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MSE Development Programme Value Chain Analysis July 2005 Slide 1 Value Chain Analysis in the Food & Construction Sectors Micro & Small Enterprise Development.

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Presentation on theme: "MSE Development Programme Value Chain Analysis July 2005 Slide 1 Value Chain Analysis in the Food & Construction Sectors Micro & Small Enterprise Development."— Presentation transcript:

1 MSE Development Programme Value Chain Analysis July 2005 Slide 1 Value Chain Analysis in the Food & Construction Sectors Micro & Small Enterprise Development Programme

2 MSE Development Programme Value Chain Analysis July 2005 Slide 2 Value Chain Analysis in the Food & Construction Sectors Rationale: ECBP orients on Value-Chain Approach MSE dominate many steps in the value chain Objectives: 1.Identify & analyse prospective value chains 2.Draft strategies for value chain development 3.Identify possible contributions of MSE Project to value chain development

3 MSE Development Programme Value Chain Analysis July 2005 Slide 3 Value Chain Analysis: Approach Mission 1 (June 1 – July 6, 2005): Value chain identification & analysis Data & Document Review Discussion with key actors >50 company visits (Addis, Debre Zeit & Adama) Mission 2 (September 2005): Strategy development Focus & Activities to be discussed !

4 MSE Development Programme Value Chain Analysis July 2005 Slide 4 Value Chain Analysis: Presentation Overview 1.Analysis of Selected Value Chains Cereal Processing Building Construction Furniture & Metalworks 2.Key Issues Policy & Business Environment Company Reengineering Standards & Certification HRD / TVET 3.Outlook

5 MSE Development Programme Value Chain Analysis July 2005 Slide 5 Cereal Processing Value Chain: Relevance Dominating Processing Sector: 53% of all Micro Enterprises 87% of all Small Enterprises 23% of all Medium & Large Enterprises 53% of total manufacturing employment Base for national food security Population growth Urbanisation -> Changing eating habits Driver of rural growth Regional export potential (medium-term)

6 MSE Development Programme Value Chain Analysis July 2005 Slide 6 Cereal Processing Value Chain: Structure Consumers Supermar- kets, Food Retail Bars & Restau- rants Beer Brewe- ries Flour Mills Trad.Breweries (Tela) Malting Traditional Dry Food Retail Milling Service Roasting Animal Feed Cereal Farming Cleaning & Grading Storage Collec- tion Spices, Oilseeds, Pulses Pasta Cookies Seeds, Agro- Chemicals Threshing & Harvesting Services Transport Services Equipment & Spare Parts Financial & Business Services Packaging Materials Bakeries & Pastry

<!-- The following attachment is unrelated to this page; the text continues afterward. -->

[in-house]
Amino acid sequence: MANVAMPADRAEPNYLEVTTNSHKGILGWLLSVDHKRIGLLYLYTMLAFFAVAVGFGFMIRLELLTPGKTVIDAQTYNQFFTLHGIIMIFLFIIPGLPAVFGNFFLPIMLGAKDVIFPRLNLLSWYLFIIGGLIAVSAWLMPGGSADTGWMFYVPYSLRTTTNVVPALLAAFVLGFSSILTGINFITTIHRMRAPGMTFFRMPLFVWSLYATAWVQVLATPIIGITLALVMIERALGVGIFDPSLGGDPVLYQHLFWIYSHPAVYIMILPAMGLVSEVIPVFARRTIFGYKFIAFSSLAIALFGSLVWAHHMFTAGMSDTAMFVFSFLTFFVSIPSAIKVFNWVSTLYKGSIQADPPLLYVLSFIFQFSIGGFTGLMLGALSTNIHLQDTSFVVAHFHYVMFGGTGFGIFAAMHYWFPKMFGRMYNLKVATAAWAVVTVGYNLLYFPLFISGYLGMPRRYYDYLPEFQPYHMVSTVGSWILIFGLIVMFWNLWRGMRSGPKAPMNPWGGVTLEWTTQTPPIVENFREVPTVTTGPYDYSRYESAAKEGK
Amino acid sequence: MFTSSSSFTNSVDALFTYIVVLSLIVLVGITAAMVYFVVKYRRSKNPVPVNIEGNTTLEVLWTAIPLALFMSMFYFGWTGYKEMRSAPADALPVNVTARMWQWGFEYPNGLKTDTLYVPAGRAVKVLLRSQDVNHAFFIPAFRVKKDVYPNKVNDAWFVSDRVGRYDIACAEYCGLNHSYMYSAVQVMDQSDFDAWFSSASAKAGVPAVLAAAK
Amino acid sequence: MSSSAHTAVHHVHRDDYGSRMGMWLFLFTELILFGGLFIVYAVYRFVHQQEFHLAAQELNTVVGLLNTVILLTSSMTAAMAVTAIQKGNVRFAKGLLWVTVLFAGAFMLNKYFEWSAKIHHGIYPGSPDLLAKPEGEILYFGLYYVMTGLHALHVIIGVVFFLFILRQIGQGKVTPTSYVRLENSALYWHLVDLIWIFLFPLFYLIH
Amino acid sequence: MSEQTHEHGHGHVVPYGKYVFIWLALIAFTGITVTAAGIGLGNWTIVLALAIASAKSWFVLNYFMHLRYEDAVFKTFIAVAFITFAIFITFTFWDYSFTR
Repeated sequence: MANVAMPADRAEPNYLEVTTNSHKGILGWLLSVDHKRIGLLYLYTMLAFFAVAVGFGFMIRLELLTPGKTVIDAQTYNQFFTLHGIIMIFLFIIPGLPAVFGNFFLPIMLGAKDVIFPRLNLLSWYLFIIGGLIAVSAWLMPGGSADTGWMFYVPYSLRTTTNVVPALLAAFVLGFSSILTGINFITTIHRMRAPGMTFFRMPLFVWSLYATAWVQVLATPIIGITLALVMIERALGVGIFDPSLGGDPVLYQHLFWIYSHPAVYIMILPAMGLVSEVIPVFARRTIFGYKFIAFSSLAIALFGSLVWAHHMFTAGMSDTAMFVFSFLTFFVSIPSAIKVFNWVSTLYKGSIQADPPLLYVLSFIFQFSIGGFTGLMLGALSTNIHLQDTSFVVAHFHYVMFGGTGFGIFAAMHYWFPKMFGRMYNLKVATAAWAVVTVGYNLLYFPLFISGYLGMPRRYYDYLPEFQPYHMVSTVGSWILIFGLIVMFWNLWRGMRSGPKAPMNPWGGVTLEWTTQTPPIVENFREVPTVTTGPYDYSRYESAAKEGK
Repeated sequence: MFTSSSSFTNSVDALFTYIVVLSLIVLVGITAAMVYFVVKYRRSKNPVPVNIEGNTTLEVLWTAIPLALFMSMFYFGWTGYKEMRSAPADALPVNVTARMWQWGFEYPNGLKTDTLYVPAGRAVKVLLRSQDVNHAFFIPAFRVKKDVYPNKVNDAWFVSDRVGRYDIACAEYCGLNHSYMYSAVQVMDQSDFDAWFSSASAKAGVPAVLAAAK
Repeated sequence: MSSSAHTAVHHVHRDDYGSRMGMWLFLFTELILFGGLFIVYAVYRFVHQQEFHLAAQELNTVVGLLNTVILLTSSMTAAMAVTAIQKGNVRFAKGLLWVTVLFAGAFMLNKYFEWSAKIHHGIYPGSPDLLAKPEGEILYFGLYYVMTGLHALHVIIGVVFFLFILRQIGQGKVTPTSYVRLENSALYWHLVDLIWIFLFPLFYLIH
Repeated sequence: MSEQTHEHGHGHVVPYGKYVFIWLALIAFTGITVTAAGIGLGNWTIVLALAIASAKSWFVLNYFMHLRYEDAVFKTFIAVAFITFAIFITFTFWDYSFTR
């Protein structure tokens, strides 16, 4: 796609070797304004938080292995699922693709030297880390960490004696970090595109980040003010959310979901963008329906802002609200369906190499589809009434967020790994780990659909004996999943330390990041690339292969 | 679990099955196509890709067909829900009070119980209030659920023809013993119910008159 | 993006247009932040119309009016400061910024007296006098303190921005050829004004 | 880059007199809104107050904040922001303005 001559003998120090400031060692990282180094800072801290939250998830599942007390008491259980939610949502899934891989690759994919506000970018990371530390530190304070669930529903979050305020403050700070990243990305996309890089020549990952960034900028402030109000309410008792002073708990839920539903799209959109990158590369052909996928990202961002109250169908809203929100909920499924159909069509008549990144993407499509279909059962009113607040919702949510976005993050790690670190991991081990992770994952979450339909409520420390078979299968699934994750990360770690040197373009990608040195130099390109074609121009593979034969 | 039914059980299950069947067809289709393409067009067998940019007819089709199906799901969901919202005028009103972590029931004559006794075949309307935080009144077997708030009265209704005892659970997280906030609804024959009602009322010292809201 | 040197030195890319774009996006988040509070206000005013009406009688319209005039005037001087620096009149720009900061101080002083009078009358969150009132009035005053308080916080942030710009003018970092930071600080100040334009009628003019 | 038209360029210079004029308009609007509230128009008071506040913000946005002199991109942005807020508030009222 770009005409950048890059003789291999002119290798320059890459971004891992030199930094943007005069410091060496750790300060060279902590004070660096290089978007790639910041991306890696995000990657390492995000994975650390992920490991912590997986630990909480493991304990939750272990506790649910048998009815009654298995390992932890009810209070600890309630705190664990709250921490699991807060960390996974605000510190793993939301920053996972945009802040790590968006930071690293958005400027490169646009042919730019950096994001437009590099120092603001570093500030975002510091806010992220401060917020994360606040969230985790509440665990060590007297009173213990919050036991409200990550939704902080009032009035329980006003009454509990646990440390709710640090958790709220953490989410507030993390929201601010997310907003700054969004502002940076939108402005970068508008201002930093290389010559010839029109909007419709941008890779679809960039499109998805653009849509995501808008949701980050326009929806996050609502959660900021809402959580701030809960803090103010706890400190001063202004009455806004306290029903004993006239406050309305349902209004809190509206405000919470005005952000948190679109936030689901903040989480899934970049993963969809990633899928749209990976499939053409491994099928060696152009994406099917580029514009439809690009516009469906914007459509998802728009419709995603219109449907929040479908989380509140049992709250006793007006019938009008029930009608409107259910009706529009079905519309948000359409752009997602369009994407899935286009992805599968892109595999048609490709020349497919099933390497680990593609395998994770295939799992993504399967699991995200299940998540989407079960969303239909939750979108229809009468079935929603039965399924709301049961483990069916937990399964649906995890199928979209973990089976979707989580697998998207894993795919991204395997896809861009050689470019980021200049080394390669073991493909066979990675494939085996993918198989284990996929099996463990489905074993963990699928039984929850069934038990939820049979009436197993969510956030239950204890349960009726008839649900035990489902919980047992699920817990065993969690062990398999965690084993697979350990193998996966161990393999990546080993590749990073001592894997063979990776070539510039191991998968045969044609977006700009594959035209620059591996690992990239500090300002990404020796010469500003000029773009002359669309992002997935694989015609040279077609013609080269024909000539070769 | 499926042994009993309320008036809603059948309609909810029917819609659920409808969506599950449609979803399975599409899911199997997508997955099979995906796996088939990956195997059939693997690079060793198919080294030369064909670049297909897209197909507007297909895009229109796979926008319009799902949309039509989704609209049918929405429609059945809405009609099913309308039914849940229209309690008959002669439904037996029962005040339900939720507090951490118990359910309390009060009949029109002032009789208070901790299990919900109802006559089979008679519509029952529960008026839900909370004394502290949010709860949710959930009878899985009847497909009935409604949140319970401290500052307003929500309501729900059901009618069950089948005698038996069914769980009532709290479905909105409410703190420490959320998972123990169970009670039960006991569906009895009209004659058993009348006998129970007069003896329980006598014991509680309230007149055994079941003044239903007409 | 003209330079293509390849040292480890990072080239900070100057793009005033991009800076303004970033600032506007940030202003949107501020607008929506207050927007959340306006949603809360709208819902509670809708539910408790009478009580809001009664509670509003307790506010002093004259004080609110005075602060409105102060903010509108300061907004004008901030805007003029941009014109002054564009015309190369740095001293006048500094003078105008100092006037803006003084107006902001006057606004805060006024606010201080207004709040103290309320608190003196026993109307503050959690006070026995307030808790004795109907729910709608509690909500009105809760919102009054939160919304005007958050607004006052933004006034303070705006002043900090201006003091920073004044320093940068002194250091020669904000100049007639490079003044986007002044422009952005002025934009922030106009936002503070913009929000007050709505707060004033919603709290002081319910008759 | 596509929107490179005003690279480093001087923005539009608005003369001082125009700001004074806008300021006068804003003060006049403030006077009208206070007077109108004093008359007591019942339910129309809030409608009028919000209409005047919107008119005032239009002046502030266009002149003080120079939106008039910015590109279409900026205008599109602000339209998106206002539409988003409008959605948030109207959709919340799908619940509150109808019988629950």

7 MSE Development Programme Value Chain Analysis July 2005 Slide 7 Cereal Processing Value Chain: Demand Trends... Driving Forces : Population growth -> overall demand increase Urbanisation -> Changing eating habits (Urban) income growth Urbanisation: More cereal products – less unmilled cereals & wheat flour Caterers (Army, Universities) switch from Injera to Wheat bread Urban medium & upper class trends : Home-produced Injera Wheat bread & pasta replace traditional bread Factory beer replaces traditional beer More food & drinks consumed outside from home

8 MSE Development Programme Value Chain Analysis July 2005 Slide 8 Cereal Processing Value Chain: Demand implications Bakeries: 3-5% annual output growth (Addis 8-10%) 600 Bakeries in Addis, room for new market entrants ~ t wheat flour demand p.a., growing Breweries: Strong growth (20-25% p.a.) Major capacity expansion projects under way Local malt supply insufficient – 40-50% of malt imported Pasta & Cookies: Market growth, new domestic entrants, but imports still dominate - > additional market assessment required Flour Mills: Stagnating household market, several new entrants 30% overcapacity, heavy competition, low margins Significant staff reductions, plant closures imminent ->Reorient on industrial customers; expand into baking/ pasta!

9 MSE Development Programme Value Chain Analysis July 2005 Slide 9 Cereal Processing Value Chain: Urban Demand Trends (1) Trend to home-prepared Injera Teff milled Injera

10 MSE Development Programme Value Chain Analysis July 2005 Slide 10 Cereal Processing Value Chain: Urban Demand Trends (2) Wheat bread & Pasta replace traditional bread Wheat Bread Traditional Bread Pasta

11 MSE Development Programme Value Chain Analysis July 2005 Slide 11 Cereal Processing Value Chain: Urban Demand Trends (3)Value More outgoing, factory beer slowly replaces traditional beer Factory Beer Traditional Beer ´Drinks away from home